Acids often get a bad rap. Acid tongue, acid rain, LSD, etc, and they also turn litmus paper red, remember?
Some are corrosive, like hydrochloric, nitric, sulphuric; others are gentle, organic, like malic, lactic, citric, tartaric.
The last four are vital in winemaking.
It’s all about flavor balance and elegance, from sweet fresh-picked grapes to crisp well-made finished wines. Some grapes and wines always pack an exciting buzz that prickles and cleans your palate. Their healthy acidity also wards off harmful bacteria and helps the wines age well.
In warm regions, winemakers add a little tartaric, citric or malic to freshen a super-ripe harvest and avoid flabby wines.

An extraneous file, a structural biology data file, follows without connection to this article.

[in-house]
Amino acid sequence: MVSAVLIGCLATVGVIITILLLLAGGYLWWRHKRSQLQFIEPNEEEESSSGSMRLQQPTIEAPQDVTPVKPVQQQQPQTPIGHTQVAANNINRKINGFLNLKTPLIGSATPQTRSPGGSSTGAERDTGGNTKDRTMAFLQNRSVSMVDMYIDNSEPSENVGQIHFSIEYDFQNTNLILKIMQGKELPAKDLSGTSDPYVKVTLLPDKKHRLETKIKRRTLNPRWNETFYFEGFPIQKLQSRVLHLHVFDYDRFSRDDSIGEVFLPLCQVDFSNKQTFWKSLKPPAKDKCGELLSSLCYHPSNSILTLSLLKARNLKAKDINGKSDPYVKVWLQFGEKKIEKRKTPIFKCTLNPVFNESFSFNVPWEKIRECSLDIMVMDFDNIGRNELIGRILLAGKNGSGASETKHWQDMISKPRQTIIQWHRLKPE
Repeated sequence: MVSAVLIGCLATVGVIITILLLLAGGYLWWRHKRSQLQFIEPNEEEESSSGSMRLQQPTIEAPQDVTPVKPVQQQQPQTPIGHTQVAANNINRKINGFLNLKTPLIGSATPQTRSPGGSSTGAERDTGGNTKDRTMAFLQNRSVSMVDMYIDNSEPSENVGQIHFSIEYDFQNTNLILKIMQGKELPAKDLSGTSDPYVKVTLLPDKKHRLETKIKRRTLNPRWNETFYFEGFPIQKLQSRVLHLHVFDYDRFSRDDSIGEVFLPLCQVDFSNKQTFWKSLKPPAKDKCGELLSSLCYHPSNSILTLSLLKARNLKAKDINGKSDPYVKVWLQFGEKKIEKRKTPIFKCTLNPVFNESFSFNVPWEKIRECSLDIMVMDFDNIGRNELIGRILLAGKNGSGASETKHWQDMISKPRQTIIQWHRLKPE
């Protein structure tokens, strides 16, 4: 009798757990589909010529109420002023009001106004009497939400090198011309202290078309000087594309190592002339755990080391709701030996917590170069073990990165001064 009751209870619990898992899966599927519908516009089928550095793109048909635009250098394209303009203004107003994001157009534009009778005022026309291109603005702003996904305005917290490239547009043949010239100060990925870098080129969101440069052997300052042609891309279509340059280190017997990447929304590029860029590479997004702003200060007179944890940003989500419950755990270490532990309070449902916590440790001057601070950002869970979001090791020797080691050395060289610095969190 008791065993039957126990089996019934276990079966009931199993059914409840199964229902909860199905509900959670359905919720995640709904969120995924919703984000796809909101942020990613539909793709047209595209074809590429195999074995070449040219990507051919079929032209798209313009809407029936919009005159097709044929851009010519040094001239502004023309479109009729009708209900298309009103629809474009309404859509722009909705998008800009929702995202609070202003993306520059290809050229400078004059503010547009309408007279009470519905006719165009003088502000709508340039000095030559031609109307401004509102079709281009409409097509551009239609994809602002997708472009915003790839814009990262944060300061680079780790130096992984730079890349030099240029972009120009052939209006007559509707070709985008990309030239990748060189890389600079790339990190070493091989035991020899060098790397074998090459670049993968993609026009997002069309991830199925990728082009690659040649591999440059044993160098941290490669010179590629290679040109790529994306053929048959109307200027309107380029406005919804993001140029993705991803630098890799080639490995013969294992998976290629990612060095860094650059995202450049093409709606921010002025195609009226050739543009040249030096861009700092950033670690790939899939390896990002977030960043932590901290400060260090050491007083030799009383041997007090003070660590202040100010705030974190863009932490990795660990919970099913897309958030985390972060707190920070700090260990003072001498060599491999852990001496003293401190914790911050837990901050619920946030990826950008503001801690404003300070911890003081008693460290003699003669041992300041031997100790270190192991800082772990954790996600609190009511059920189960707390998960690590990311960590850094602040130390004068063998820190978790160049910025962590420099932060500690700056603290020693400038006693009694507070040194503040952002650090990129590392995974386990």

In cool areas like Ontario that’s not necessary. Good examples are two terrific white wines from Chateau des Charmes.
First, the 2014 Old Vines Riesling, LCBO 277228, $18.95. This was among the first varieties pioneer Paul Bosc planted in Niagara and the grapes are from vines at least 20 years old. Crisp and unoaked, refreshing and delicious with an Old World aroma of flint, hints of white grapefruit and a ton of tangy lime zest (92)!
Equally, the 2016 Aligoté, a truly rare single variety in North America, is a great alternative to Chardonnay for the summer, LCBO 296848, $15.95 (91). Nuances of Granny Smith apple, Anjou pear and wet stone.
Oh, and that great zippy acidity!